It's interesting to note that theBalm is quite reminiscent of the Benefit brand; the similarity of the packaging, marketing, colors, product selection, and even the place of origin - San Francisco – is blatant. Featuring recyclable cardboard packaging with retro pinup-style artwork and cutesy names, theBalm line includes both makeup and skin care products, and is reasonably priced, although it's definitely more expensive than what you'll find at the drugstore.

The company's makeup is definitely its stronger suit, with some good options, such as a couple eyeshadow palettes, the mascara, and its pressed-powder blushes. It has one true blockbuster product: Balm Shelter tinted moisturizer. This standout product performs amazingly well and is deserving of its many accolades.

Unfortunately, theBalm also has some problematic makeup, in particular, and ironically, their lip products. The inclusion of irritants in two of its lip products is disappointing, and an otherwise excellent lip gloss (with SPF, no less) is marred by a fragrance that's downright overwhelming initially and potentially irritating if used every day.

As far as skin-care, the company's collection, called TimeBalm, is surprisingly larger than you might think. It includes cleansers, toners, moisturizers, AHA exfoliants, masks, eye-area products, and a handful of ancillary items that are questionable in terms of their benefit—though some of them, like the foundation primer, are indeed worth checking out.

Overall, based on the formulas, there’s little reason to give the majority of these skin-care products a second thought, as most of them are laced with one or more problematic ingredients or, in the case of most of the moisturizers, suffer due to jar packaging, which compromises the product’s stability. The prices are good, but there’s not much value in saving money on average-to-problematic products, especially when spending just a bit more can get you far better formulas.

theBalm boasts that TimeBalm skin-care products are free of parabens, synthetic dyes, and phthalates, and many consumers seem to be seeking such products. However, parabens are not a problem, and phthalates aren’t usually included in skin-care products—they’re more often seen in nail polish and in some fragrances. Not including synthetic dyes is helpful, but it would have been even better for your skin if theBalm had avoided fragrant oils and other plant-based irritants. Lots of theBalm products contain great natural ingredients, but they’re often commingled with potentially irritating natural ingredients, and that doesn’t add up to great skin care—it’s more of a ticking time bomb than anything else.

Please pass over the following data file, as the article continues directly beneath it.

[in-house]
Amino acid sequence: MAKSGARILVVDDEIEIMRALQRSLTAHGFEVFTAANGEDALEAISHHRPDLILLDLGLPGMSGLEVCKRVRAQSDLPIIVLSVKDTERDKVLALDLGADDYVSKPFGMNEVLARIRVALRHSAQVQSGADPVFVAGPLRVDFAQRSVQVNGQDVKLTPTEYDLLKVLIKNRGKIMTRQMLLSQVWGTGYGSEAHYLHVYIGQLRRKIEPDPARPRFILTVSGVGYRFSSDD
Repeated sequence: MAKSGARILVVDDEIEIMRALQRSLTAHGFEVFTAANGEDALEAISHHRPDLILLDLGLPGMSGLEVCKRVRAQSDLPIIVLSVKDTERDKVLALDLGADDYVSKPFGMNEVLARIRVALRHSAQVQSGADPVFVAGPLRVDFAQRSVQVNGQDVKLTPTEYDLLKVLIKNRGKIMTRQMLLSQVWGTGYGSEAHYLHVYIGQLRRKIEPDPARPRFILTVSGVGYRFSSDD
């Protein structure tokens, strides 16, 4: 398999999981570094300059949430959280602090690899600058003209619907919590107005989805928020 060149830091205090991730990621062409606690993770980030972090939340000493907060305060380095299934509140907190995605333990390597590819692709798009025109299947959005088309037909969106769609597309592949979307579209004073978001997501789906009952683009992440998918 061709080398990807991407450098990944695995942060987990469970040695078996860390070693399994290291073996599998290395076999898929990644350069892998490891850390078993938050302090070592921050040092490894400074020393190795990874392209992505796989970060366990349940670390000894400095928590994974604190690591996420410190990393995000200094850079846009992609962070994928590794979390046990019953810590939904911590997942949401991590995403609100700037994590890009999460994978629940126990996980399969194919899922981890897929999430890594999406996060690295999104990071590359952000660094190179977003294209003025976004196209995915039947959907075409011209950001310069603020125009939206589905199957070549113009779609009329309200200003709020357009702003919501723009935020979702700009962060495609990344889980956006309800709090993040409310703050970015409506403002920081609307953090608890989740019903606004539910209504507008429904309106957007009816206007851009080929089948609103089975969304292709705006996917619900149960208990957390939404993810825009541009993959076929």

For more information, call 510-522-3610, or visit www.thebalm.com. And yes, we're aware that "it's thebalm.com" is an expression used to indicate something that's totally cool. Coincidence? We'll let the reviews speak for themselves!

About the Experts

The Beautypedia and Paula’s Choice Research teams have one mission: To help you find the best products for your skin, whether they’re from Paula’s Choice or another brand. By combining efforts, we’re able to share scientific research and remain committed to the highest standards based on our decades of experience objectively reviewing thousands upon thousands of skincare and makeup formularies in all price ranges.


Beautypedia cuts through the hype to bring you product insights and recommendations you won’t find anywhere else!

See all reviews for this brand

Strengths: An excellent tinted moisturizer and lip and cheek stain; good powder blushes and highlighters; mascaras and the cream concealer perform well; effective AHA exfoliants; a very good foundation primer; the eye-makeup remover.

Weaknesses: Lip products that contain irritants such as menthol; some of the brand’s eyeshadows are overly powdery and tend to flake/migrate onto other areas of the face; unnecessary fragrance in an otherwise good lip balm; mostly average to irritating cleansers, toners, eye-area products, and moisturizers; no products to treat breakouts or dark spots; several products contain fragrant plant extracts or oils that pose a risk of irritation; jar packaging.